Rocking the boat

First published 7th March 2015

Why would I want to rock the boat? Why would I want to change things now? Why, when everything seemed to be going so well, would I possibly want to consider becoming ordained?


It's been a long road to travel, and I won't lie, at times it's been really hard going.



The journey to the wonderful world of vicardom is not a particularly quick or easy one. I should know - I've been on it for about three years already, and I figure I've got another few years ahead of me before I'm fully cassocked-up: first as a curate (a sort of apprentice priest), then as a priest in my own right with responsibly for 'the cure of souls' in my parish. Quite a responsibility, hey?

They call it 'hearing the call', and for me, that's language I can relate to.

The time between first hearing the call and doing something about it was relatively long. I began my journey whilst I was living and working in Cambridge. I had, at the time, a number of friends who were studying to become vicars at one of the ordination colleges in the same city. Every time that I would speak with them, their words resonated loudly in my head. Their stories and desires, their hopes and dreams, these were ones with which I could easily relate, and which seemed to overlap with my own life. Something was being birthed in me - a passion and excitement at the possibility that my life may take a similar course. Yet for the time being, I did nothing about it.

Circumstances changed, I changed, yet the call was still the same. The unavoidable message being voiced through new conversations and new friendships, was still there: "You'd make a great vicar", "Have you thought about the possibility of getting ordained?"

I had of course I had. Yet life seemed like it was presenting a different route to me now. I was excelling in a new occupation, thriving in a new location, loving in a new relationship, and I was happier than I had been for a long time. Why would I want to rock the boat? Why would I want to change things now? Why, when everything seemed to be going so well, would I possibly want to consider becoming ordained?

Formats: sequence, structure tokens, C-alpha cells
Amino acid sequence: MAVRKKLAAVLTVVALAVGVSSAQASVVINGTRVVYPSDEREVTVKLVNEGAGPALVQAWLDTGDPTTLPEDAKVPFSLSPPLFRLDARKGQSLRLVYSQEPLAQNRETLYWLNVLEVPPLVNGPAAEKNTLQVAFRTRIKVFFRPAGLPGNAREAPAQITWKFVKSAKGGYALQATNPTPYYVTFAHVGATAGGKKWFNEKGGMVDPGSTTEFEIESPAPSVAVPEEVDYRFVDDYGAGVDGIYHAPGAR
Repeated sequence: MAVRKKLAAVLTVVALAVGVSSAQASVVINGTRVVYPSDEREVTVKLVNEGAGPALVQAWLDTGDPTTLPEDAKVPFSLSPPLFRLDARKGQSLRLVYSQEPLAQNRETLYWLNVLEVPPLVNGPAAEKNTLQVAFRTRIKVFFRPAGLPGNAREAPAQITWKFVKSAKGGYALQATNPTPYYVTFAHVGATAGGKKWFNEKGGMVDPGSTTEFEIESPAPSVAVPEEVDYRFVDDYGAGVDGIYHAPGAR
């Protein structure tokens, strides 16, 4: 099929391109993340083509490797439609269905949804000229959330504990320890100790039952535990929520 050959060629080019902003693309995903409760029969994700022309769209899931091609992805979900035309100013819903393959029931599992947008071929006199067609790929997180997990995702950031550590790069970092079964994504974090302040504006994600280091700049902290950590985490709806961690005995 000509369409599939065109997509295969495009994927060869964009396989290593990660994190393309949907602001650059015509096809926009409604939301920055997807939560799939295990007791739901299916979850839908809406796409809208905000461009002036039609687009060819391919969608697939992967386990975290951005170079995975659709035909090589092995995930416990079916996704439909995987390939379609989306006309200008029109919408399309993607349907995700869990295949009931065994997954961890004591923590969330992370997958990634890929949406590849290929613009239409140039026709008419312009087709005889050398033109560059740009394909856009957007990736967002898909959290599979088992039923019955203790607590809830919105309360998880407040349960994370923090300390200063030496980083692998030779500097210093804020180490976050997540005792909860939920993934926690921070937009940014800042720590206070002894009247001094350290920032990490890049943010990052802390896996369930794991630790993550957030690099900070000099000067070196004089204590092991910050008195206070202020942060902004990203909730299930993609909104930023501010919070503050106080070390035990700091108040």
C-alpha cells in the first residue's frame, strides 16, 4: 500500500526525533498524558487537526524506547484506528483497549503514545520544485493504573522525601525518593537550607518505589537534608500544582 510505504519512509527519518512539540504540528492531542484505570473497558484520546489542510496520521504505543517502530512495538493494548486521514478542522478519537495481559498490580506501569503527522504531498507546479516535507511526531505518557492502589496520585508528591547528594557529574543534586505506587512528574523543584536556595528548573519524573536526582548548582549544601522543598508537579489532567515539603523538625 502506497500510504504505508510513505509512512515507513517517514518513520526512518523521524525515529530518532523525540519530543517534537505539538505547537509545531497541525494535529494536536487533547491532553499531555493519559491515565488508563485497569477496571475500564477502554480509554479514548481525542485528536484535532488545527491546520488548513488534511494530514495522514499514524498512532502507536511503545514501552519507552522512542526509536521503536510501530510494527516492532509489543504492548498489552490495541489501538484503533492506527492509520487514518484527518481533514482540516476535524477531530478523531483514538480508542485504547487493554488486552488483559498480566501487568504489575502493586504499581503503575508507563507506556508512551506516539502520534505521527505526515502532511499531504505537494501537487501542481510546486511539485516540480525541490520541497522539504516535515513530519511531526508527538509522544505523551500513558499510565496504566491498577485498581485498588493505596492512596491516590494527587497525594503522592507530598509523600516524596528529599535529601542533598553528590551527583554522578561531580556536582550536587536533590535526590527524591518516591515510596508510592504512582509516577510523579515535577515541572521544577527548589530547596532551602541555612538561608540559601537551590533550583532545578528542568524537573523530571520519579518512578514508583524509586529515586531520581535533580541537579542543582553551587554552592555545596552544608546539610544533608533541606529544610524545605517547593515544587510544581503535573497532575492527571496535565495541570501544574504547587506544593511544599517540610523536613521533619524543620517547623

Yet the call was too strong for me to avoid. I knew that I had to do something about it. So I did. I made contact with the appropriate people, and I began meeting with them at regular intervals. For the past three years these people have stood by me, challenged me, advised me, prayed for and prayed with me. I have laughed and cried. I have known times of happiness, and sadness. I have thought long and hard about the route my life has taken up to this point, and route that it may take in the future. I have learnt a lot about myself, the church, this world, and those who live in it.

You see, I've come to realize that it's not about me, it's about God. It's about travelling in the direction He wants me to go. It's about being in the place He wants me to be and doing the things He wants me to do. It's about responding to His call. For me, I believe this is a call to ordination.

So this isn't about my story well, it is but it's really about me playing my part in His.



Joel Mennie is currently training as an ordinand at Trinity College, Bristol



Contemplate now

It can take a long time to realise something, even though we sort of know it already. Pray for a mind to discern.

Is there a boat you think might need rocking? Ask God the Holy Spirit to move the waters.

What have you already been working on for years? Ask for encouragement to stick with it.


Meditate through the day

God calls every single thing to its fullest life.

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